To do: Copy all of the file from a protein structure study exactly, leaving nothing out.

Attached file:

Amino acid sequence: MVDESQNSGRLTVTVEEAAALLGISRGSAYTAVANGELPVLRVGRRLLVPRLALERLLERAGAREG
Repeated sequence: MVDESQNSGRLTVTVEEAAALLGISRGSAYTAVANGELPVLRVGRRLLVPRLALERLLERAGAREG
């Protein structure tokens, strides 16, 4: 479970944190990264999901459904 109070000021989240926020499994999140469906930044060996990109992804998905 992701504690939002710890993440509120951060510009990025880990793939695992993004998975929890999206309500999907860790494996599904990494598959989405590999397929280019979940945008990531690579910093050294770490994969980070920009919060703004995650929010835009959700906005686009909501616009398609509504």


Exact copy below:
Amino acid sequence: MVDESQNSGRLTVTVEEAAALLGISRGSAYTAVANGELPVLRVGRRLLVPRLALERLLERAGAREG
Repeated sequence: MVDESQNSGRLTVTVEEAAALLGISRGSAYTAVANGELPVLRVGRRLLVPRLALERLLERAGAREG
């Protein structure tokens, strides 16, 4: 479970944190990264999901459904 109070000021989240926020499994999140469906930044060996990109992804998905 992701504690939002710890993440509120951060510009990025880990793939695992993004998975929890999206309500999907860790494996599904990494598959989405590999397929280019979940945008990531690579910093050294770490994969980070920009919060703004995650929010835009959700906005686009909501616009398609509504």